From an evolutionary perspective, human menopause doesn’t make a lot of sense. Searching for an explantion for this somewhat uniquely human process, a group of Canadian researchers used computer models to show that menopause is an unintended outcome of natural selection — and men's sexual preferences might be to blame.
No doubt, menopause, or reproductive senescence, is a strange biological phenomenon. Virtually every female creature on Earth remains reproductive until the day she dies. Among mammals, whales have been observed to give birth into their 80s, and elephants into their 60s. Other than humans, the only animals to experience menopause appear to be some whales and captive chimpanzees. The question that scientists have been asking, therefore, is why humans have such a pronounced postmenopausal survival stage.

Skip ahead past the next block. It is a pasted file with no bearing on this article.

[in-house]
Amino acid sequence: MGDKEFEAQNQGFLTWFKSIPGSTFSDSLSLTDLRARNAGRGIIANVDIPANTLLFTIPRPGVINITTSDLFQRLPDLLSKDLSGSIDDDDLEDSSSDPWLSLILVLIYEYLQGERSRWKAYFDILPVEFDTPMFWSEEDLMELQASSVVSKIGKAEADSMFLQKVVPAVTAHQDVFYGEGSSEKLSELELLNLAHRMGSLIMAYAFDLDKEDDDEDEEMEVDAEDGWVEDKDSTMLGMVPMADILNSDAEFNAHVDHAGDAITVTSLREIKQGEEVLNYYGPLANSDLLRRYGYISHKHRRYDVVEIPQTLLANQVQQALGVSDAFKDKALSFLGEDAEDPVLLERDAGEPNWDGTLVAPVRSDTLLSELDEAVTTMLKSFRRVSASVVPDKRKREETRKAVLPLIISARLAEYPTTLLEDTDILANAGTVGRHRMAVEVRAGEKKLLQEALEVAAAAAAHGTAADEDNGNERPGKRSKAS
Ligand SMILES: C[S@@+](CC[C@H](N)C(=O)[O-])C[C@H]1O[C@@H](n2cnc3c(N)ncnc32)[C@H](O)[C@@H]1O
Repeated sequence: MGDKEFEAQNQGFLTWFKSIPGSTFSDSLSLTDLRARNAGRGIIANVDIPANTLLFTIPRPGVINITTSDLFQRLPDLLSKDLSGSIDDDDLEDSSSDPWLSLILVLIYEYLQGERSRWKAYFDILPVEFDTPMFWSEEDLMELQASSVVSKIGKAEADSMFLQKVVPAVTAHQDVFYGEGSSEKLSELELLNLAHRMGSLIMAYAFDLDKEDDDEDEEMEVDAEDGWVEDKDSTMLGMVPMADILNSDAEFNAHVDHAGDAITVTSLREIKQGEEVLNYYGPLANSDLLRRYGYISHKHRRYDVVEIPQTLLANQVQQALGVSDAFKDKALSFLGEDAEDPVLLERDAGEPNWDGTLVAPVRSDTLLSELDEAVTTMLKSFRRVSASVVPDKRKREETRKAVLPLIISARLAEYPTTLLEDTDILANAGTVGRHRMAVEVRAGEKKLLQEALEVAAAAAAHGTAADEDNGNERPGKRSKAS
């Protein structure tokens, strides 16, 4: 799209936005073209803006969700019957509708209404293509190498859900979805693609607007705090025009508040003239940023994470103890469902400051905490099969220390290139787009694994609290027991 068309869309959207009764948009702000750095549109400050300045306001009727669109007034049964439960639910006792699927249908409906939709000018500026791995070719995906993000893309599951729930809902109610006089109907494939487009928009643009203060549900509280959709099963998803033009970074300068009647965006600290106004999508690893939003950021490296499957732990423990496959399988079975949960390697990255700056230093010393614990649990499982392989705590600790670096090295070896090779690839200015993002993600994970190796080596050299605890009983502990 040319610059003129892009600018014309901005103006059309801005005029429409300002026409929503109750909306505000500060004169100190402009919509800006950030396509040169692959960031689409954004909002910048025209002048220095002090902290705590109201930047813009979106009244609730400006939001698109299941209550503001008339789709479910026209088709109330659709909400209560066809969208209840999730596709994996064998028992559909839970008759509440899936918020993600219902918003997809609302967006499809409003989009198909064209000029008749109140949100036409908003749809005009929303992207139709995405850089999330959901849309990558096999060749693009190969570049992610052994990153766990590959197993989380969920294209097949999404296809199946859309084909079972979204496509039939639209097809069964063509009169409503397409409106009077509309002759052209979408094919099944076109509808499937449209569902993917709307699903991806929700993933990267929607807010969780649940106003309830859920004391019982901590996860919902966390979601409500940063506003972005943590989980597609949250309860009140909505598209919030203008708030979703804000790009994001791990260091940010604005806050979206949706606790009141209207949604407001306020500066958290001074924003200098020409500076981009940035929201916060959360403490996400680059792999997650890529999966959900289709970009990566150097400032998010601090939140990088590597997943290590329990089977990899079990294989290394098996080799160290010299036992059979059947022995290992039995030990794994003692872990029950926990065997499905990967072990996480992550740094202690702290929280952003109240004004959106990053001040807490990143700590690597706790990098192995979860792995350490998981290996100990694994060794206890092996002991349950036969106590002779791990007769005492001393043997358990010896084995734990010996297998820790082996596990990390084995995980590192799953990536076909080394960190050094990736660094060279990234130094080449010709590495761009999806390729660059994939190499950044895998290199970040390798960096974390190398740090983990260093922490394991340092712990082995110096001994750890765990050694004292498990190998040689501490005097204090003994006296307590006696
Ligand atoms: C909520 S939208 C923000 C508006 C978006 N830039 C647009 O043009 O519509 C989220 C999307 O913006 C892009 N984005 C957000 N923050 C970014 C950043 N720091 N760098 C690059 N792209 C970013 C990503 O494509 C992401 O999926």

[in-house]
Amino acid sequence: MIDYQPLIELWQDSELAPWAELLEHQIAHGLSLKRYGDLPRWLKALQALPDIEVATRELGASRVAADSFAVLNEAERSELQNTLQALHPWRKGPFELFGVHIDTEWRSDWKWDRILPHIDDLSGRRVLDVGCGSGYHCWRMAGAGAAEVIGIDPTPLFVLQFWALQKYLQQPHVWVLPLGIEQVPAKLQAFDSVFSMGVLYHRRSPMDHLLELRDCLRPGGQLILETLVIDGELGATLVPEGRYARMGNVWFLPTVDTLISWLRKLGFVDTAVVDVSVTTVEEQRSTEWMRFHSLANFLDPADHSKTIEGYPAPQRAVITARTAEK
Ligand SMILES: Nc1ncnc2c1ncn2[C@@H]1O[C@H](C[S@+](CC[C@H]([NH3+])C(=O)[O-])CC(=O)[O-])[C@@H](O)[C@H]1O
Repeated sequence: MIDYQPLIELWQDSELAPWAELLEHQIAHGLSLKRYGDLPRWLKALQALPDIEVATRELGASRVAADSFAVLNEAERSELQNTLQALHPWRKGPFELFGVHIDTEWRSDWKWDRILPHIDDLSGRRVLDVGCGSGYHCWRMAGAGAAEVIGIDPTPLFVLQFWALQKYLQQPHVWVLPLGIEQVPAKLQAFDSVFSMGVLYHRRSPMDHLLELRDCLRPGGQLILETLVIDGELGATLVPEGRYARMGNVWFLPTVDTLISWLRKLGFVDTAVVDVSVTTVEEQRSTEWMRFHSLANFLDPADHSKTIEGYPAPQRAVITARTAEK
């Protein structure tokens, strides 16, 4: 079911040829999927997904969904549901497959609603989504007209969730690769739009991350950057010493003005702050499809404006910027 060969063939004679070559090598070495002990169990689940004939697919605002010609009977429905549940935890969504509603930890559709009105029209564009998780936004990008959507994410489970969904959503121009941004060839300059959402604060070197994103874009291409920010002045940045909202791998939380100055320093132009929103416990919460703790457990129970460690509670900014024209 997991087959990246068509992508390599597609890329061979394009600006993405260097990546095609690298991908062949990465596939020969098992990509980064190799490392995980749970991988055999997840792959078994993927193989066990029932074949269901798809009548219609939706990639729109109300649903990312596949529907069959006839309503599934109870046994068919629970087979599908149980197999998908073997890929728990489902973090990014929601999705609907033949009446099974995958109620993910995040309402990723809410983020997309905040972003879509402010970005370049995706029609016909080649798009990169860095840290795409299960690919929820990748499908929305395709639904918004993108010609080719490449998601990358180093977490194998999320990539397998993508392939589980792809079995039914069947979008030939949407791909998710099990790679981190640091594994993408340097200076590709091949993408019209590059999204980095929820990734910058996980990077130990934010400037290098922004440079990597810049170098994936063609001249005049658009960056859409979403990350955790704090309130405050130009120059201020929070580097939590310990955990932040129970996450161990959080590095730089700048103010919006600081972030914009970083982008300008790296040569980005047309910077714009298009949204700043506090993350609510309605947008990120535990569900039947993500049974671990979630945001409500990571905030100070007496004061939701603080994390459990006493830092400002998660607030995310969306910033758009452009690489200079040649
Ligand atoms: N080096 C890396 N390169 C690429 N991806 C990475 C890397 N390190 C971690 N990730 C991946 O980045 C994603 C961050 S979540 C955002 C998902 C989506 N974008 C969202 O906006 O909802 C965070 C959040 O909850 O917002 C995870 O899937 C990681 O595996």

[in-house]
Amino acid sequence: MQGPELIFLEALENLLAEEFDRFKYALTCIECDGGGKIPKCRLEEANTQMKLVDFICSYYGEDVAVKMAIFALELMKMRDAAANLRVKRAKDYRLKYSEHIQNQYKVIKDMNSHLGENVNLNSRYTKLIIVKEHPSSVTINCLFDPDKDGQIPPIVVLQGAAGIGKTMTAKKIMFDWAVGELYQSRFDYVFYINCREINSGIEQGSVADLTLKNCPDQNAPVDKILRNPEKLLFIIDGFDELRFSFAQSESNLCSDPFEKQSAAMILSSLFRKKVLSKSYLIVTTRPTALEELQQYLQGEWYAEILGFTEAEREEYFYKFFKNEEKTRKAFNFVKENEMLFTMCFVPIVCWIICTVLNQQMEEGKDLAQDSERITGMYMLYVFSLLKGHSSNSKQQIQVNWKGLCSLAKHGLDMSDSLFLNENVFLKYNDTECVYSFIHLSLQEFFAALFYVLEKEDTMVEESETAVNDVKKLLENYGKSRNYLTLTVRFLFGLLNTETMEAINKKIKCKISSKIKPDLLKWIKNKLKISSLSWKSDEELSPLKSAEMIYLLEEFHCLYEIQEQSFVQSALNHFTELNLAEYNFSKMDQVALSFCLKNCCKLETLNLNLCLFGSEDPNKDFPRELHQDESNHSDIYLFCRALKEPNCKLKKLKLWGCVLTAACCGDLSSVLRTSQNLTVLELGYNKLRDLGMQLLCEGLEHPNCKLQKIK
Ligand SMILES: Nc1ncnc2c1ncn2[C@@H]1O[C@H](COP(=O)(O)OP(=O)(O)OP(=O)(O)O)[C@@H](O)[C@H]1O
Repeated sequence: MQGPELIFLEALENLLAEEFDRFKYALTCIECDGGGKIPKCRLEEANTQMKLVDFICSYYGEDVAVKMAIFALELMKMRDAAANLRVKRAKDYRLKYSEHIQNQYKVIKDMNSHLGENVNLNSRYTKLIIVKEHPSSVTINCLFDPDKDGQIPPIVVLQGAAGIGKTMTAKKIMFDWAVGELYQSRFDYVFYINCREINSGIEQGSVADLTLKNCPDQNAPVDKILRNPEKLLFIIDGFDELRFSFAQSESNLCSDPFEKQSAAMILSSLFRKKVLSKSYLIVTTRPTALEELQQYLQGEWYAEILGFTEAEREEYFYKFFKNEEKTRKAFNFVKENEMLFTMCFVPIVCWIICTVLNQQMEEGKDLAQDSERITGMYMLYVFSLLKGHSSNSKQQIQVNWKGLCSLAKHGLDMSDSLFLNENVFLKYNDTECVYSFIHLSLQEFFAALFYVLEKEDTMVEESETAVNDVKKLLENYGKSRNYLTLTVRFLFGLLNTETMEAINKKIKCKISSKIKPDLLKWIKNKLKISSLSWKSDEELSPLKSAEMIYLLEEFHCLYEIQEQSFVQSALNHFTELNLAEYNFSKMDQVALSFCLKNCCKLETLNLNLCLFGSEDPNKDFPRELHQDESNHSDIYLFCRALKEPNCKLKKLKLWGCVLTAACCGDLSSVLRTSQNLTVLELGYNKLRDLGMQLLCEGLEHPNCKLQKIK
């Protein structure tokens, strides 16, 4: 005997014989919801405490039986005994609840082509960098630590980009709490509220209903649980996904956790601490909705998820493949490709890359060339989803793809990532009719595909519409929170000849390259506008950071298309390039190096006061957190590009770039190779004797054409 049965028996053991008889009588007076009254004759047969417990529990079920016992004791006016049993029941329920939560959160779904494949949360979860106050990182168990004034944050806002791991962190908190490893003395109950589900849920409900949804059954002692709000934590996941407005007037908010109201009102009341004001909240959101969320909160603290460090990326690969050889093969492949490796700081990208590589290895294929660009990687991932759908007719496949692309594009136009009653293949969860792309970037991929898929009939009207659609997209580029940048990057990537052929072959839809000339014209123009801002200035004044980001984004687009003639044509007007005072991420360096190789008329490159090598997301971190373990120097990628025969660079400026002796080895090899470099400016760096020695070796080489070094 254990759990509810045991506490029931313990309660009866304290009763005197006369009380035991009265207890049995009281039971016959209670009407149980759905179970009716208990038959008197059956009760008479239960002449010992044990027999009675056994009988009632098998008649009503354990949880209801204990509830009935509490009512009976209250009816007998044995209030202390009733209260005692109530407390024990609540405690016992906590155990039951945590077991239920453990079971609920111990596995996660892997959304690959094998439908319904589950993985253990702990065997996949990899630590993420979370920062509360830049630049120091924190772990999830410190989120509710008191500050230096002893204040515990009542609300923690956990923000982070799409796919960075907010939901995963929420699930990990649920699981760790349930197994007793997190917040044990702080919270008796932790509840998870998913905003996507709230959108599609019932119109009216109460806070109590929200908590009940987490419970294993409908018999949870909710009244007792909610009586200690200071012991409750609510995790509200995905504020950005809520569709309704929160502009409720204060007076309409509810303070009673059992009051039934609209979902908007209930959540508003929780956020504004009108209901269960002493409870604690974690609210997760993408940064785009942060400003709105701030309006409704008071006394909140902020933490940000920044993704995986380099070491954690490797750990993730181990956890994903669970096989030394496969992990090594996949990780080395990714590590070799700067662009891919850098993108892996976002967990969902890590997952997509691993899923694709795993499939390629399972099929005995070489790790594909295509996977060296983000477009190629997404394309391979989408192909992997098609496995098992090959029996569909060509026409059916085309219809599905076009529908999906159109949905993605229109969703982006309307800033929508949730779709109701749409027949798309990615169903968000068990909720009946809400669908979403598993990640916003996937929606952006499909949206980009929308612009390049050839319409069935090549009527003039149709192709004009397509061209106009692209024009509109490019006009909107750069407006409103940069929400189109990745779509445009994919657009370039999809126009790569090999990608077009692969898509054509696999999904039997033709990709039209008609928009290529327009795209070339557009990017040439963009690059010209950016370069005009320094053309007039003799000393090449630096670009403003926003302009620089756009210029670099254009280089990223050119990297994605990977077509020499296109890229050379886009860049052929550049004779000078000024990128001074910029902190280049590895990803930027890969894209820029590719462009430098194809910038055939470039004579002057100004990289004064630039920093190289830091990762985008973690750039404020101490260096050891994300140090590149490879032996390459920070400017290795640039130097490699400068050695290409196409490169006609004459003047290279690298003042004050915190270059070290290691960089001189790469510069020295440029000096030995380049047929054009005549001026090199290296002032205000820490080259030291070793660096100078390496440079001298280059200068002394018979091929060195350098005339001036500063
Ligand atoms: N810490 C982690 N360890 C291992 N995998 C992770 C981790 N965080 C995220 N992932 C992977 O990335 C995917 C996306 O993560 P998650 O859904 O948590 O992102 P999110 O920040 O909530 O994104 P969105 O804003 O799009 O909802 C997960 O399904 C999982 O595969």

No shortage of theories
Biologists have come up with a bunch of theories to explain menopause, including the grandmother theory — the idea that women evolved age-induced infertility to help them assist with the rearing of their grandchildren. At a certain level this makes sense; it’s a process that improves the chances of their kin surviving. Interestingly, the grandmother hypothesis may also be responsible for human longevity.